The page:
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Chiller Sound

Part Two

Jon Altschiller packed up his studio in the heart of Manhattan and moved it to Pound Ridge, New York at the height of the pandemic.  We spoke with him about building his new studio, his introduction to immersive mixing, and the production possibilities that come along with this new technology.

Missed Part One?

Westlake Pro: We were talking about how you and (Westlake Pro’s) Matt Knobel designed a control room where you could mix Dolby Atmos and Sony 360 Reality Audio in the same space.  Have there been any eye-opening experiences for your clients in your new control room?

JA: I just did a live project for The Brothers where Warren Haynes, who plays guitar with The Brothers now, came to the studio. He was sitting between the speakers, and he was like, “Oh my God, I feel like I’m sitting in Madison Square Garden.” With the whole live thing in an immersive environment, you can put the listener wherever you want. I mean, you could put them on stage, or put them behind the stage, or in front of the stage. 

To be able to create an environment, a space, is amazing. The sky is the limit. When you work with the artists themselves, and they’re like, “wait you can do this?”. We’ve taken whole mixes and had them flip upside down. It is quite astounding what you can do with any of these mixes, be it in Dolby Atmos or Sony 360 Reality Audio.

WLP: It’s exciting to hear how immersive sound can change the live concert experience – even after it’s happened.

JA: It’s been two years where people haven’t been able to go to shows. And so, being able to put people in that space is something we’ve all been missing, but live concert streaming has really taken off. You can watch Dead & Company every night. You can watch Phish every night. HD video content seems to be there, and we’re all feverishly trying to get to that point where you can then deliver a live immersive audio mix and bring somebody into that atmosphere. Some clubs and venues are also putting in immersive systems. Imagine a live band being able to plug into that. I also know that PA companies are starting to use object-based audio in their PA arrays as well. So this technology seems to be permeating. I’m optimistic, and I’m “knocking on wood.”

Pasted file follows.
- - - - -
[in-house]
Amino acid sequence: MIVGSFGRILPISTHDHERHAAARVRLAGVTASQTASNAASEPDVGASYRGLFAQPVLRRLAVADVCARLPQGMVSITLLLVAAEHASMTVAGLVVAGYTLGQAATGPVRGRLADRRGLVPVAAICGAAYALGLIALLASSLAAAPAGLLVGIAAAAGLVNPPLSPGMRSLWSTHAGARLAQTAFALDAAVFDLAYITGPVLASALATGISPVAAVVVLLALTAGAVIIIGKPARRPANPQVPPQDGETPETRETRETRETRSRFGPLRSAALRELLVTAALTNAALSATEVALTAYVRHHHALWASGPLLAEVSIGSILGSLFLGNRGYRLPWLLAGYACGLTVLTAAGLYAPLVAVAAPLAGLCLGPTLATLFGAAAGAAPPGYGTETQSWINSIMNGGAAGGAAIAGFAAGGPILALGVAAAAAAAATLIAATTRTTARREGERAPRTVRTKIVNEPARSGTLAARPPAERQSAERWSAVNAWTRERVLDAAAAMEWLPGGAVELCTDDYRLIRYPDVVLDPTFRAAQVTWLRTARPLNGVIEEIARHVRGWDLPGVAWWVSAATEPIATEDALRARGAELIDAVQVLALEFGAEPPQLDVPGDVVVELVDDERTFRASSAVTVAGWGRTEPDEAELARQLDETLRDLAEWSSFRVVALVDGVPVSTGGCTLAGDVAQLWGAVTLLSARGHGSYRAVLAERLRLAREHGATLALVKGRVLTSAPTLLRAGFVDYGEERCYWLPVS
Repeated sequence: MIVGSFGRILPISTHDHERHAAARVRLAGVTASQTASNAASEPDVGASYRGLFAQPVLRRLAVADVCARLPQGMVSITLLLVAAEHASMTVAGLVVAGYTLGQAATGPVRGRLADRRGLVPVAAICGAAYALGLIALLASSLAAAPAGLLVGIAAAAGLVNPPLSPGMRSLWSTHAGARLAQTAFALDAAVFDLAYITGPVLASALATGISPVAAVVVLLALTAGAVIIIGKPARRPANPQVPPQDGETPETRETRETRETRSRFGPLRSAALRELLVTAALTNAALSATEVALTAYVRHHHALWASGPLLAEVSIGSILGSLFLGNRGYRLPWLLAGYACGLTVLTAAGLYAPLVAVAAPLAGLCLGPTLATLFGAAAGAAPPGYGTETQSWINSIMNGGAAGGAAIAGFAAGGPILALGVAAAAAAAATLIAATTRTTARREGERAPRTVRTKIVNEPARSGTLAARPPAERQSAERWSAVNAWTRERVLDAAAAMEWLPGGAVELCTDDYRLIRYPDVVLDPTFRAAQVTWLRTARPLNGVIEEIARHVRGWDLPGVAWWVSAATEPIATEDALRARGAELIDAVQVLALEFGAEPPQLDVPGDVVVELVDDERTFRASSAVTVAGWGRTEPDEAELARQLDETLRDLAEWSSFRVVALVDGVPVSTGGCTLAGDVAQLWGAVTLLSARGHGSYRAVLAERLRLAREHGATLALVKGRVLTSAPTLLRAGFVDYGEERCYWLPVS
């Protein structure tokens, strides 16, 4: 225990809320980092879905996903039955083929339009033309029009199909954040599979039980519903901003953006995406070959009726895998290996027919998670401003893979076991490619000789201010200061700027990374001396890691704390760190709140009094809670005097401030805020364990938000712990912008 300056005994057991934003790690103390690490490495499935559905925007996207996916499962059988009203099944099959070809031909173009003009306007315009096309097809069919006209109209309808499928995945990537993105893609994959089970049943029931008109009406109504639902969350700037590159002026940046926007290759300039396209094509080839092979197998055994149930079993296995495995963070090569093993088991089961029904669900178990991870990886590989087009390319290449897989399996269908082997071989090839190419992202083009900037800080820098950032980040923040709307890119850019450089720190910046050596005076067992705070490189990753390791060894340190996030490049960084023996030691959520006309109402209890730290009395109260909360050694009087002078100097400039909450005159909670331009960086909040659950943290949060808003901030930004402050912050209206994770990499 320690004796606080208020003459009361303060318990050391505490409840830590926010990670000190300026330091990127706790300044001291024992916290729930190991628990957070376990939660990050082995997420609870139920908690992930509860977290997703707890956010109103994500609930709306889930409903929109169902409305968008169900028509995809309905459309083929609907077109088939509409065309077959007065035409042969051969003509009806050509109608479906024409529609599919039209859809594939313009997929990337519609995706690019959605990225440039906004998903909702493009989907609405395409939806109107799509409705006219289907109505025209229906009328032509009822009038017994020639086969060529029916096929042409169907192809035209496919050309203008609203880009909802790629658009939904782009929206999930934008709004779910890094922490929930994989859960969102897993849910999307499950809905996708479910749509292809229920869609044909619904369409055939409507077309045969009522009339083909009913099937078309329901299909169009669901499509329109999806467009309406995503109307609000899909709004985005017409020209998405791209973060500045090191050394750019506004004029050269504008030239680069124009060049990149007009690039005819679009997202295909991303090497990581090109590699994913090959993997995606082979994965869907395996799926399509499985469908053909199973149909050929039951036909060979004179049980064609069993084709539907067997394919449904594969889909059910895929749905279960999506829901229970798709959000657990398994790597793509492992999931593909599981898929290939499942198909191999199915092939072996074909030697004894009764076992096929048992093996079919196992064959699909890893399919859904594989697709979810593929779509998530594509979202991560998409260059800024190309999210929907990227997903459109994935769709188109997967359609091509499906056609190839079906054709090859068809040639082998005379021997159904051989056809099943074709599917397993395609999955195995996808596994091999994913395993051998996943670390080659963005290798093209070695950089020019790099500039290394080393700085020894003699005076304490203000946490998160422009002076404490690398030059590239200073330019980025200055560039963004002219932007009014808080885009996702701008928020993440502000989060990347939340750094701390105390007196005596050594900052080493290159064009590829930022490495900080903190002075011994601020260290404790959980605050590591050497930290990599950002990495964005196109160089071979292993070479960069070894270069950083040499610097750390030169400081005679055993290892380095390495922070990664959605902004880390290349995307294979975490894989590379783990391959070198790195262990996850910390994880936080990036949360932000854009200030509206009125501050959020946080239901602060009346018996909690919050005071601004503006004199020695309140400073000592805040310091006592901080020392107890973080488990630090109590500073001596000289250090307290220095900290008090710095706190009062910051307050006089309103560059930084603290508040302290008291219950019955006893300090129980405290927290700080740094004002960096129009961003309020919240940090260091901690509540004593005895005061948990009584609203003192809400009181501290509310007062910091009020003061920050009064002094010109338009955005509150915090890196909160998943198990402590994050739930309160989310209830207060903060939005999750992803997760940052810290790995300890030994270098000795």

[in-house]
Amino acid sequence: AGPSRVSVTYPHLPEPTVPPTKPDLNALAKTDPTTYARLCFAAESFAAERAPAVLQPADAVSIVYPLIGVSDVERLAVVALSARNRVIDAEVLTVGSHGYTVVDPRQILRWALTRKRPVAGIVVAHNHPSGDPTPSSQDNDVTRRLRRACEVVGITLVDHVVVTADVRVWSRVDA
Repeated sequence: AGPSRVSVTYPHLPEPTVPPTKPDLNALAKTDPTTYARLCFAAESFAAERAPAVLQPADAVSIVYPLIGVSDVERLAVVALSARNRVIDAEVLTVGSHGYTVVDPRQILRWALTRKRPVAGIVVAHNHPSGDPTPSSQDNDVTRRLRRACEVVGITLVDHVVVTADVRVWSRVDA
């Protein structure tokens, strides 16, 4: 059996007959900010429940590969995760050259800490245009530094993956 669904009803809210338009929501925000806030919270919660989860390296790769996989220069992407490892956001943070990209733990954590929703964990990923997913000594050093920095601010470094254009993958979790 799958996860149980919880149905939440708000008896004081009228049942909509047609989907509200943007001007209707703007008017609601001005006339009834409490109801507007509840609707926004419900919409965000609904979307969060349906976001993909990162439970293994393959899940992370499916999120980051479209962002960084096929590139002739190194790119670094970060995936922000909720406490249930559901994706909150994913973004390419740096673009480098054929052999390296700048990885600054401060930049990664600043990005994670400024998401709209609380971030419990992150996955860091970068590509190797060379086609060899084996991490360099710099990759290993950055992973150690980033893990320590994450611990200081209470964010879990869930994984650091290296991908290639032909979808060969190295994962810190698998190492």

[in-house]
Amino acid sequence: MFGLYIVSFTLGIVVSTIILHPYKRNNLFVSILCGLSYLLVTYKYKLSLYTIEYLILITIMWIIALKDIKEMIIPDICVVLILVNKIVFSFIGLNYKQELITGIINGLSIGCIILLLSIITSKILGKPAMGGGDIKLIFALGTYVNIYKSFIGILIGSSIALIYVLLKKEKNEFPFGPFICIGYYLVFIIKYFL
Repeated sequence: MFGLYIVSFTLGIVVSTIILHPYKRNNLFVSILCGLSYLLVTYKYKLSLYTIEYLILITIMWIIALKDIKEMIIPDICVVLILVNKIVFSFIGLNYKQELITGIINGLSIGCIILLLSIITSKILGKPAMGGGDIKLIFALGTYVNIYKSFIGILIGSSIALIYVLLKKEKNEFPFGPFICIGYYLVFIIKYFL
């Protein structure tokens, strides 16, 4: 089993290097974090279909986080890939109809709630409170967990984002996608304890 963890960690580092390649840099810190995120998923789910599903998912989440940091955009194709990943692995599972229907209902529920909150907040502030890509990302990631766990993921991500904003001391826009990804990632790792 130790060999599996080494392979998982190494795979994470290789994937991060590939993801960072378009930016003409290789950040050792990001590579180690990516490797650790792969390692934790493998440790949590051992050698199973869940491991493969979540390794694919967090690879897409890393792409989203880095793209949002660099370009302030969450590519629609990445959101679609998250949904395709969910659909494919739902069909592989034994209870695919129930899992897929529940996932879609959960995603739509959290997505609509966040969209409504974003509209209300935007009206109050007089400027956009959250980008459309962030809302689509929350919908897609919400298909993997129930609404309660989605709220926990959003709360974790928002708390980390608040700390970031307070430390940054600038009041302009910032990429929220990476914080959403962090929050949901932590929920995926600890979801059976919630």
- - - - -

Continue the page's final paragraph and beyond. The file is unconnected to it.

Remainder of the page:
WLP: There’s so much potential for the format. What would you say to the engineers who are skeptical about the new technology?

JA: I think that immersive-based audio could change the way we consume our music. The depth of the sound that you can get, and therefore, as an engineer, the room you have in a mix gives so much more definition to parts that were once buried. Both Dolby Atmos and Sony 360RA have released compatibility with multiple DAW’s, so the technology is definitely getting out there. It opens the sound space and puts you right in it, so I’m excited to see where it goes.

WLP: Not long ago, skeptics were doubtful of Stereo. We have one speaker; why do we need two?

JA: Having the depth and the height, to me, is a game-changer. I’ve been mixing DVDs for a really long time. So the idea of having a 5.1 system is not anything new to me, and I’m old enough to say I like SACD. I remember Pink Floyd releasing the final cut in quad sound. I hope that people will embrace this technology, even the skeptics, and there are certainly a lot of skeptics out there. I think the technology will grow. But I do have to say to the skeptics that they should come over to Chiller Sound and give it a listen because I think they’re going to like it. There are many, many places with immersive systems set up. It is an amazing experience. And I think if people get the opportunity to hear it, they are going to really like it.

WLP: Are there any other possibilities you see opening up for immersive?

JA: We’re working on a 360 Reality Audio soundscape for meditation. It’s about an hour-long, and we were given all of these different sections. Imagine if someone’s going to listen to outdoor scenes. You’re in the center, on the Serengeti, right? You have grass around you, and you have birds, and you have animals. We can now hear that the birds are flying in the sky, you know what I mean?  You can make that fourth dimension, quite frankly.  In my opinion, it’s very much like Disney, and I love their creativity.